On September 7, 2021, Judge Charles Ronald Norgle of the United States District Court for the Northern District of Illinois denied a motion to dismiss a putative class action asserting claims under the Securities Exchange Act of 1934 against an online food delivery company and certain of its executives. Azar v. Grubhub, Inc., No. 1:19-CV-07665, 2021 WL 4077327 (N.D. Ill. Sept. 7, 2021). Plaintiff alleged that the company made misrepresentations regarding the success of its marketing and expansion initiatives. The Court held that plaintiff adequately alleged actionable misrepresentations and scienter.
With respect to the alleged misrepresentations, the Court rejected defendants' argument that the allegations amounted to impermissible "fraud by hindsight" based on statements that ultimately turned out to be incorrect. To the contrary, the Court determined that alleged statements regarding how often new customers placed orders-such as "we've been able to acquire high-quality new diners in ... newer markets" and "diners in [new] markets are behaving a lot like diners do in other markets"-reflected statements of present fact, which were "bolster[ed]" by plaintiff's allegations that the company closely monitored customer metrics. Id. at *4. The Court further held that statements regarding the company's restaurant partners-including that the company had a "broad and deep restaurant network" and grew "primarily [because of] better restaurant choices"-were plausibly misleading in the face of allegations that the company had failed to establish sufficient restaurant density in new markets. Id. Moreover, because plaintiff alleged that the company used data to track customer "quality" and restaurant density, the Court held that the alleged misstatements "could reasonably be interpreted as a factual claim" rather than subjective statements of opinion. Id. at *5.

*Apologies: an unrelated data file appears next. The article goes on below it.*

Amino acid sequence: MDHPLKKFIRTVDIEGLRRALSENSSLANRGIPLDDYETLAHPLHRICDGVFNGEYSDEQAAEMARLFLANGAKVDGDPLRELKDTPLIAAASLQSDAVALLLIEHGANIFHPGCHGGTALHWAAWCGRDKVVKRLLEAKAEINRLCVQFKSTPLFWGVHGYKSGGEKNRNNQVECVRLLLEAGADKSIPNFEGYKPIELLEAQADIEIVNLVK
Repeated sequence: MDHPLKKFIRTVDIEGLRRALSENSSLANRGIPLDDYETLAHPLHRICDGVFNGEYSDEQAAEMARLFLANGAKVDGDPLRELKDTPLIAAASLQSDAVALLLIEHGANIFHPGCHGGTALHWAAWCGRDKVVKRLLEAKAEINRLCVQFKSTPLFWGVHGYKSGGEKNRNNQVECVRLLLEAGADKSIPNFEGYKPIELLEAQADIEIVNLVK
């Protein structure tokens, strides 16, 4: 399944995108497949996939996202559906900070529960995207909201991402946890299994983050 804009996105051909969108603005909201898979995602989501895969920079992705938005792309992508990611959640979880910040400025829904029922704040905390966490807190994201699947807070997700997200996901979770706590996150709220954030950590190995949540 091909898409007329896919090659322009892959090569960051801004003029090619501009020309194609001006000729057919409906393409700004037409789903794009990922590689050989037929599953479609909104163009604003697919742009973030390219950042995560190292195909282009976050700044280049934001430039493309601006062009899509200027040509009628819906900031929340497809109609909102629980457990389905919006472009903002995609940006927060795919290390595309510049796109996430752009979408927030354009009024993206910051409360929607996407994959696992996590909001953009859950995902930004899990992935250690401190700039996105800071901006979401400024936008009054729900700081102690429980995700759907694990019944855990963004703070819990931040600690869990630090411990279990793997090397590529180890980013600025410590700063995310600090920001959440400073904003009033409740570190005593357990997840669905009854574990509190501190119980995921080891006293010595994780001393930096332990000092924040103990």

With respect to scienter, the Court held that the "totality of [p]laintiff's allegations supports a strong inference that [d]efendants knew about negative financial trends and spoke with an intent to deceive." Id. The Court noted that seven sets of allegations, taken together, supported an inference of scienter: (i) new customer quality was low in the period before the challenged statements were made, and the company closely analyzed such data; (ii) the company never achieved adequate restaurant density or customer quality; (iii) even before the challenged statements were made, the company had begun to change its business model for working with restaurants to match that of its competitors and refinanced its debt; (iv) the company's CEO and CFO controlled all aspects of the company, had access to proprietary information, were directly involved in the company's expansion, and made numerous statements regarding customer quality; (v) customer and restaurant quality were important to the company's investors, (vi) the issues the company eventually disclosed were so severe the company became unprofitable and changed its business model; and (vii) defendants were motivated to increase the company's stock price, including because they could then more cheaply acquire companies and increase payouts to defendants. Id. While the Court agreed with defendants that certain allegations "in isolation" were not sufficient to establish scienter, the Court concluded that, considering all the allegations together, plaintiff's inference of deceptive intent was "cogent" and "at least as compelling as [d]efendants' opposing inference." Id.
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